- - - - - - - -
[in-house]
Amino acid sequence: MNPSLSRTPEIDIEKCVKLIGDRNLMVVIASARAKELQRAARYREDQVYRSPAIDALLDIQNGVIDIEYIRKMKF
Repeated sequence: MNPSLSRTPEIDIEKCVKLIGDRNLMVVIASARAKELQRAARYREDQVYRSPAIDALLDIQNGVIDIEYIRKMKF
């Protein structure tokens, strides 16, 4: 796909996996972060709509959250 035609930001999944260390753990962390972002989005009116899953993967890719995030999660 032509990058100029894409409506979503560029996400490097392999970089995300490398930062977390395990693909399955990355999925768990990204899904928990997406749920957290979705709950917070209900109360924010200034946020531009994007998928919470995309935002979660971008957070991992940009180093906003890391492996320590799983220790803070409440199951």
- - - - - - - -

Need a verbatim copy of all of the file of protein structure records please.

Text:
[in-house]
Amino acid sequence: MNPSLSRTPEIDIEKCVKLIGDRNLMVVIASARAKELQRAARYREDQVYRSPAIDALLDIQNGVIDIEYIRKMKF
Repeated sequence: MNPSLSRTPEIDIEKCVKLIGDRNLMVVIASARAKELQRAARYREDQVYRSPAIDALLDIQNGVIDIEYIRKMKF
């Protein structure tokens, strides 16, 4: 796909996996972060709509959250 035609930001999944260390753990962390972002989005009116899953993967890719995030999660 032509990058100029894409409506979503560029996400490097392999970089995300490398930062977390395990693909399955990355999925768990990204899904928990997406749920957290979705709950917070209900109360924010200034946020531009994007998928919470995309935002979660971008957070991992940009180093906003890391492996320590799983220790803070409440199951």